There’s Something Wrong with the World Today
When I realized it was my week to write the blog, I struggled with a topic because my heart is just sad. The news is scary and tragic, no matter what channel you are on. We’ve been talking to many of you, our clients, our friends, our peers, and there is just a lot of heaviness in the world—we’ve heard many happy stories worth celebrating, yet the sad ones are the ones that lodge in our hearts and minds and stay with us.
But I don’t mean to fill the page with gloom—it has just been hard to view the world with a positive lens—which has really permeated our calls and conversations with clients. It’s hard to view financial decisions objectively and without emotion, when you just feel…sad, anxious, nervous, angry…
And the weird part, is outside of how we feel, the economy keeps showing resilience with low unemployment, rising wages, above trend GDP growth, solid corporate earnings, etc. So, as all good financial pundits do, a new phrase has been coined…we are in a “vibecession”. Where the hard data looks solidly positive, but consumers and investors just feel really miserable. In an article by the New York Times, Martha Ross calls it a “cognitive dissonance” where we recognize how we feel and apparent reality are out of sync. That article states: “People are relying on their gut to determine the state of the economy because of the haunting feeling that any crumb of data used to explain the world may be irrelevant or canceled out by something else.”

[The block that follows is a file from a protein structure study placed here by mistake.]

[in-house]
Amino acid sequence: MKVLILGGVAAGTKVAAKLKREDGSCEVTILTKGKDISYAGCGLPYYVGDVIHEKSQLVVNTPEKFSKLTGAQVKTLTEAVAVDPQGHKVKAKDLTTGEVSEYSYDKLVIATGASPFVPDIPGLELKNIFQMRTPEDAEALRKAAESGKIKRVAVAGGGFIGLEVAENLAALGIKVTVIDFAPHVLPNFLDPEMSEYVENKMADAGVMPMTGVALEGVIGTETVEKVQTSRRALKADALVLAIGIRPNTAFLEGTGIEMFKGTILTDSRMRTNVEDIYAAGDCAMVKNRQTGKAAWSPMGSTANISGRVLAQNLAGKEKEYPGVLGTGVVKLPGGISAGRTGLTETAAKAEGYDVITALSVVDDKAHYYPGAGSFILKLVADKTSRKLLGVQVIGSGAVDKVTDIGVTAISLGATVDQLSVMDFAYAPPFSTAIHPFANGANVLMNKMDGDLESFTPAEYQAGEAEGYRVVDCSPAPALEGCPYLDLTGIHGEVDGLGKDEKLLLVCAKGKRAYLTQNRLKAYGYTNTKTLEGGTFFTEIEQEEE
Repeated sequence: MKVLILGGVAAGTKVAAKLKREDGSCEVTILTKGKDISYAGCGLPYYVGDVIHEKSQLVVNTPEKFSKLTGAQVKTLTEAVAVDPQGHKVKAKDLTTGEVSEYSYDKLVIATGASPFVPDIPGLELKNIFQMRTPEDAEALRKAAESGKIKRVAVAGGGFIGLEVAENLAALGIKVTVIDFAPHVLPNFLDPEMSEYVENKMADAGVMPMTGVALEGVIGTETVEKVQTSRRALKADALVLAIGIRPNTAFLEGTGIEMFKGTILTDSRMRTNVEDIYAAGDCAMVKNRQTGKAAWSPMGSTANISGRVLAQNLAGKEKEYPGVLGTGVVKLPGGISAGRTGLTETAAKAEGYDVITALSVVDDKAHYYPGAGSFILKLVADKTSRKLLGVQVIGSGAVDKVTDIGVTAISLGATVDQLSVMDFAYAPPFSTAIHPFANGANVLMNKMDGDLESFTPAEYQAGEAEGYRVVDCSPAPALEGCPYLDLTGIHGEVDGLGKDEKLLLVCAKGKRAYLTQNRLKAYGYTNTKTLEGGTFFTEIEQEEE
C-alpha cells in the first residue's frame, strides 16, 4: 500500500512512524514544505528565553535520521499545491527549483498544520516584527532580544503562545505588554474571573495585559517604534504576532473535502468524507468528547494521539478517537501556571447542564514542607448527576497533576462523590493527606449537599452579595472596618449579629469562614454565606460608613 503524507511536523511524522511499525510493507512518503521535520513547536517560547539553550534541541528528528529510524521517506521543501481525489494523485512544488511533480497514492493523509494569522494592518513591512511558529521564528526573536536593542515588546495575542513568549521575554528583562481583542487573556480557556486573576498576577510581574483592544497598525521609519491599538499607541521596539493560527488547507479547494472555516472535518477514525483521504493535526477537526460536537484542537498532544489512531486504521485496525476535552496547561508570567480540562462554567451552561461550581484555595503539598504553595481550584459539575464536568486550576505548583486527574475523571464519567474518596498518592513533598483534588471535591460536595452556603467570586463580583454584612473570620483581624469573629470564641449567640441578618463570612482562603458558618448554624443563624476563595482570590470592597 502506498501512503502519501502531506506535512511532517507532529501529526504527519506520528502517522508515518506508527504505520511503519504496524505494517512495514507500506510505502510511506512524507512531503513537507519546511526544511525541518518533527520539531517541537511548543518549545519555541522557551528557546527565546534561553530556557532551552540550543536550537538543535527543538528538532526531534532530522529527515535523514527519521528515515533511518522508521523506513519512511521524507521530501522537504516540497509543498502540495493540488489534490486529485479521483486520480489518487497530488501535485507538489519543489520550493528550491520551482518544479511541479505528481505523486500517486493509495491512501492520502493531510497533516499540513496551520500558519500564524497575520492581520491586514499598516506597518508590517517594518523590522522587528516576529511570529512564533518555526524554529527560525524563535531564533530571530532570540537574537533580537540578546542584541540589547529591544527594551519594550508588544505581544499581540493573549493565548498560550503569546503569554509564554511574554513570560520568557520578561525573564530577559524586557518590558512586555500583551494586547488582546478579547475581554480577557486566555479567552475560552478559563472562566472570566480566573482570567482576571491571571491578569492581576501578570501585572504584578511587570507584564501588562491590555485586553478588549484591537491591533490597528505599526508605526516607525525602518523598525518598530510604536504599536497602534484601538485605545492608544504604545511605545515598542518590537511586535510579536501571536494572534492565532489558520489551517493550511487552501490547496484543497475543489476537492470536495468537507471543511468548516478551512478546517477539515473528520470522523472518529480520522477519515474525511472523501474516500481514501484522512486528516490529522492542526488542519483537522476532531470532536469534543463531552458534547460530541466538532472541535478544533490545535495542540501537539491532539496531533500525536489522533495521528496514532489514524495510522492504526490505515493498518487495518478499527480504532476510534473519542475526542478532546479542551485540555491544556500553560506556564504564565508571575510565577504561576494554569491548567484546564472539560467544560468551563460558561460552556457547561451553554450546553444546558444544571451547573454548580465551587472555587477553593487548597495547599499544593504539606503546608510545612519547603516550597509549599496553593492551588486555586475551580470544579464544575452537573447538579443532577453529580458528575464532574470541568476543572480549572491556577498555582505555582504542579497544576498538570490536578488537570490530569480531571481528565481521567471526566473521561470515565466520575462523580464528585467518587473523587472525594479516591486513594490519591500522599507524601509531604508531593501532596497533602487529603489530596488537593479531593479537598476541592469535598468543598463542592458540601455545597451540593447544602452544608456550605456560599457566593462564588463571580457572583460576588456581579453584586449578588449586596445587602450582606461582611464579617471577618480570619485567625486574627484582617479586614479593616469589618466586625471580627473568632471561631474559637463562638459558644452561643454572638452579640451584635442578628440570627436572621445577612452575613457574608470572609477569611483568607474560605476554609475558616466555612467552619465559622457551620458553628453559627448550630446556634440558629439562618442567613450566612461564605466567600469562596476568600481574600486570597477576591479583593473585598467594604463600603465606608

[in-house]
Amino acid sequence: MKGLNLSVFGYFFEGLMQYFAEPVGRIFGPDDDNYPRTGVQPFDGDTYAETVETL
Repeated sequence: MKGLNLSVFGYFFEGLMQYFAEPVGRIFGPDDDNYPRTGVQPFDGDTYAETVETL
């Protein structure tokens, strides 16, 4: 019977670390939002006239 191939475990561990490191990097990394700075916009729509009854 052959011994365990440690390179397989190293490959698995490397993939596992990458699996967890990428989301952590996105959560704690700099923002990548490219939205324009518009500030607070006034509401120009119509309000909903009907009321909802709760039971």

So, when talking to our clients—and to ourselves—we have to keep remembering these three things:
- The stock market has always “climbed a wall of worry”…there is and always will be a reason to sell, but over time, the companies that make up the total stock market have been able to grow through all sorts of bad news:
- Bond math has changed–an opportunity in bonds exists that we have not seen since the financial crisis of 2008. Real bond yields are actually higher than inflation, and the chance of lower rates is greater than the chance of higher rates. So, bond investors can actually make a positive net real return from just the current interest rate on their bonds (generally around 5% currently), AND when rates begin to fall a little bit, bond prices will increase. This chart shows the price impact on different kids of bonds if interest rates FALL by 1% in dark blue—and the price impact if rates RISE by 1%–this is the kind of asymmetric risk that is attractive:
- There is much we cannot control—but there are a few things we have direct control over. So, we work hard to focus on those areas, even when the worry over the other ones is a powerful pull:
And, at the end of the day, when we stand up and go for a walk outside and enjoy the quiet and colors of fall, we know there is something right with the world today too.
The Yakel pets enjoying beautiful fall days…